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Wednesday, July 15, 2009


Simon Ward and the Tennessee Mule

This is one of those rare circumstances when a concept can suddenly appear out of nowhere.

I was returning from an art show in Nashville, Tennessee when I decided to take a back road from Knoxville to Kingsport. It was old US Rt 11W. It sort of reminds you of Historic Rt 66 out west with all the old and dilapidated motels and filling stations that dot the landscape. Relics of the past I call them. Most of my finest images have been discovered along these old trails and back-woods byways.

I had just passed through the town of Surgoinsville in my 72-cargo van when I happened to glance over my left shoulder and spotted an old fellow and a mule going through a fresh field of tobacco. He was using an old wooden harrow weighted down with several good size river jacks to make the blade penetrate the soil. This was a sight to behold, as one large mule appeared to be dragging both man and machine through the clod-filled field.
I was caught totally by surprise, but I had my camera pack in the back of the truck and decided to take a chance and capture this image before it passed into oblivion.

I pulled off the road, donned my forty-pound camera pack and quickly climbed over the remains of a fence as the farmer and mule disappeared over the distant crest of the hill. I figured that when he made the next pass, I would be set up and ready to capture this image for posterity. It happened just as I had planned, and I made a couple of precisely timed exposures before the operation came to a halt. Now, I would have to explain to this man why I was standing in the middle of his field with a heavy tripod and camera aimed in his direction.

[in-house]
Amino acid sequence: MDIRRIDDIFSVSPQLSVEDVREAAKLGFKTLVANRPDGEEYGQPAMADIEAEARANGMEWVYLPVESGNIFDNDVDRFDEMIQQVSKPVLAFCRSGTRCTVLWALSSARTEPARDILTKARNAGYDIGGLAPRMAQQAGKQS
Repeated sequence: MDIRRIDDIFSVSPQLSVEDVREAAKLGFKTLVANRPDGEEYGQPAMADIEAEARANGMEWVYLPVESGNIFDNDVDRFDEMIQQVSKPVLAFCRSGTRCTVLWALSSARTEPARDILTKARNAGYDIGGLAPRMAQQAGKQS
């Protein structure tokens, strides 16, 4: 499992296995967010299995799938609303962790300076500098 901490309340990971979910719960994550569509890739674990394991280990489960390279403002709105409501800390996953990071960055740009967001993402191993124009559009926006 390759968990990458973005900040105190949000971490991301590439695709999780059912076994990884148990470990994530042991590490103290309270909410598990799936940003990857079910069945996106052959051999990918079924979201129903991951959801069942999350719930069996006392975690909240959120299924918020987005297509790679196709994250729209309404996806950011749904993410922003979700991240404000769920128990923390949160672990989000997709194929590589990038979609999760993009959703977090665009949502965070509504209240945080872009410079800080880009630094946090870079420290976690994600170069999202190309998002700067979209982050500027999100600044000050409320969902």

I did not have my dog Rufus with me on this trip, but I quickly introduced myself and told him exactly what I was doing. Simon Ward was his name, and he just shook his head and chuckled over the whole sequence of events. Bottom line, he was flattered that I would want to photograph his mule Kate.

Simon was quite a character. He probably didn’t weight more than a hundred and twenty pounds with all his clothes on. But he sure could handle that great Tennessee Mule.

We chatted and he told me all about Kate and how he had traded a watch for her some year’s back. She was 22 years old and huge. The interesting thing was that the watch he traded for Kate had been lost for some time before he happened to spot it one day lying out in a field. It still worked, so he traded it for Kate. “Been together ever since” he said.

It’s a good thing I grabbed a quick bite on the road, because Simon would not hear of me leaving before I hiked over the hill with him to see his second mule Meg. He sure was proud of those two mules. I ended up spending most of the afternoon talking about mules and other things relating to farming, fishing and hunting. One thing Simon had plenty of was time and good tales. He also had a good listener. It was a hot afternoon in June 1974 as we sat and passed the time of day under a large oak tree.

Before we parted company Simon insisted that I photograph both mules. This time I was able to capture all three of them, as they stood high off the ground in grand style.

In November 2003, I received a totally unexpected e-mail from a lady whose address was RIDGERUNNER. Her name was Lynn Ward, and she had tracked me down on the Internet to learn a little more about two images that she had uncovered in her grandfather’s possessions. My name was stamped on the back, and she just had the urge to track the artist down.

As I read her letter she explained, “I hate to be the one to tell you this, but Papaw died 08-15-97. The doctors told him he had leukemia in 1987 and he never went back to the doctor again, but he lived for another ten good years after that. He raised me since I was two, and I was one year old when you took that picture back in 1974.”

I was deeply touched by the fact that someone would go to the trouble to track me down after all these years and ask me if I was really the one who had made those images. My goodness, that was thirty-five years ago.

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